American Counseling Association
Have you reached midlife yet? It’s a simple question, but a difficult one to answer. Adolescents may see midlife beginning at 30. Adults in their 40s may view 50 or 60 as when midlife begins.
Although experts say that midlife is usually somewhere between 35 and 65, age is only part of the equation. More important are the feelings you have of moving between youth and your senior years, and what you do with those emotions.
Midlife period isn’t necessarily just calendar-based. Often, it’s more seeing you no longer look or feel as youthful and energetic as you once did. That realization can lead some people to start taking action to make them appear younger – buying a sports car, for example.
Alfred Adler, a major counseling influence, emphasized midlife is a period when it’s important to separate wants from needs. That can help simplify life and keep you from chasing shiny new objects in a midlife crisis that really aren’t going to make you younger or even appear younger.
The real “need” of this period is to accept midlife as a normal part of life, and to see it as an opportunity where you can use the experience and wisdom you’ve gained to make a difference in people’s lives and to contribute to society.
So while you might buy that sports car, there are better ways to make midlife produce positive results. Start with making a list of lessons you’ve learned since adolescence and examine how this knowledge has served you and helped enrich your life and the lives of others.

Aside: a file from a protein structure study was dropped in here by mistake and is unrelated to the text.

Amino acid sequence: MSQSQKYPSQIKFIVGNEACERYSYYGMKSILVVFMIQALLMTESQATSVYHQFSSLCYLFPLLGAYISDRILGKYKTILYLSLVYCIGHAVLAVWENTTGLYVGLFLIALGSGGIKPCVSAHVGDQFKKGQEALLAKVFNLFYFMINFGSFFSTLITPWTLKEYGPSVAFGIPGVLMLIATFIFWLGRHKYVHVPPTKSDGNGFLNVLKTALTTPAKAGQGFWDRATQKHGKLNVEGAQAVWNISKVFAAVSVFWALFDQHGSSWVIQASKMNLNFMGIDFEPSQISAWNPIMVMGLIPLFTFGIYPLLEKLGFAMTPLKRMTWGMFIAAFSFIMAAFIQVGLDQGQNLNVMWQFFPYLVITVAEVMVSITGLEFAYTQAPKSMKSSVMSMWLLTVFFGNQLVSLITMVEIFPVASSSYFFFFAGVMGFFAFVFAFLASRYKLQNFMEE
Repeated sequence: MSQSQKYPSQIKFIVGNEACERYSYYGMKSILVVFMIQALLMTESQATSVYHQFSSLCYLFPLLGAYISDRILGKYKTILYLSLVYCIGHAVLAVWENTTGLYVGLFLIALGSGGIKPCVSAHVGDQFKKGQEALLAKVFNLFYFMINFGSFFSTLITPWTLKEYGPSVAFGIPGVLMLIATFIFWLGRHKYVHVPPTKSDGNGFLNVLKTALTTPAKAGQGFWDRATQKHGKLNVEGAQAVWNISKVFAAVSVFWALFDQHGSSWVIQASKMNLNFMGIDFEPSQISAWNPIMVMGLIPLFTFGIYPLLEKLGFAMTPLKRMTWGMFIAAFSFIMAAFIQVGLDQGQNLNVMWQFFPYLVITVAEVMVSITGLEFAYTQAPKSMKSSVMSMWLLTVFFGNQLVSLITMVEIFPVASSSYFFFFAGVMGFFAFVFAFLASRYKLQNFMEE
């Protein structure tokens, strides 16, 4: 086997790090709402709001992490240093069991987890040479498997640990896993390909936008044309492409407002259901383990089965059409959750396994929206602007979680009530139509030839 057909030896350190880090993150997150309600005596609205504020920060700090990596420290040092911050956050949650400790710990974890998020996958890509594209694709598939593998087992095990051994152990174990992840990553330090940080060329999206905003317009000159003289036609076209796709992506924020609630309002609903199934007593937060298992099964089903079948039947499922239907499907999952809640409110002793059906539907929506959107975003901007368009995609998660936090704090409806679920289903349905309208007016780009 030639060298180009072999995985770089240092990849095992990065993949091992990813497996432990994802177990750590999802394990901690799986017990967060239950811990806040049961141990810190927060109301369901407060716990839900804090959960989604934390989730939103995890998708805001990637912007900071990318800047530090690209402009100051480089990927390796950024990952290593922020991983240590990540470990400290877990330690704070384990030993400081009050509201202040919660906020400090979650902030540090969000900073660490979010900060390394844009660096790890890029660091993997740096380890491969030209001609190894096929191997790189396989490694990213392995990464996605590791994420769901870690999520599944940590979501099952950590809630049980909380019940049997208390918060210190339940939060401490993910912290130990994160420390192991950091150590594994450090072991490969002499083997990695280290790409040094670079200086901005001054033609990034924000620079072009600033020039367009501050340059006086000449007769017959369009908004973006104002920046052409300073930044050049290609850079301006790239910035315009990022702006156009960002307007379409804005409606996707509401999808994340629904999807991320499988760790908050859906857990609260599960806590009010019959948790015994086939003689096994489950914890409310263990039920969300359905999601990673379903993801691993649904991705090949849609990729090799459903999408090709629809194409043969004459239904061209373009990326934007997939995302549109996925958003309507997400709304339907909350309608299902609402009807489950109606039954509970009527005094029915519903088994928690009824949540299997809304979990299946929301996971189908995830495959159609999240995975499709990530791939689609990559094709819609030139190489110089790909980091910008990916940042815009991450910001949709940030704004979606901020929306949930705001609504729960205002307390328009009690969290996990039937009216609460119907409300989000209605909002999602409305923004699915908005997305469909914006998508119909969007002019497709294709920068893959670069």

It’s also a good time to begin exploring activities to help you feel healthy and relaxed. Starting or maintaining an exercise regime, for example, won’t make you 21 again, but is a means of making the best of where you actually are in life.
Midlife is also an excellent time to examine your life goals. Maybe you want to think about a career move or to consider social or relationship changes. It may be a time to talk with a professional counselor if you find that you need guidance in understanding the changes midlife has brought.
Midlife is only a crisis for someone unable to accept the changes maturing brought. When handled correctly, midlife can be an opportunity to explore who you are and what goals you want to achieve as your life moves forward.
Counseling Corner is provided by the American Counseling Association. Comments and questions can be sent to firstname.lastname@example.org or visit http://www.counseling.org.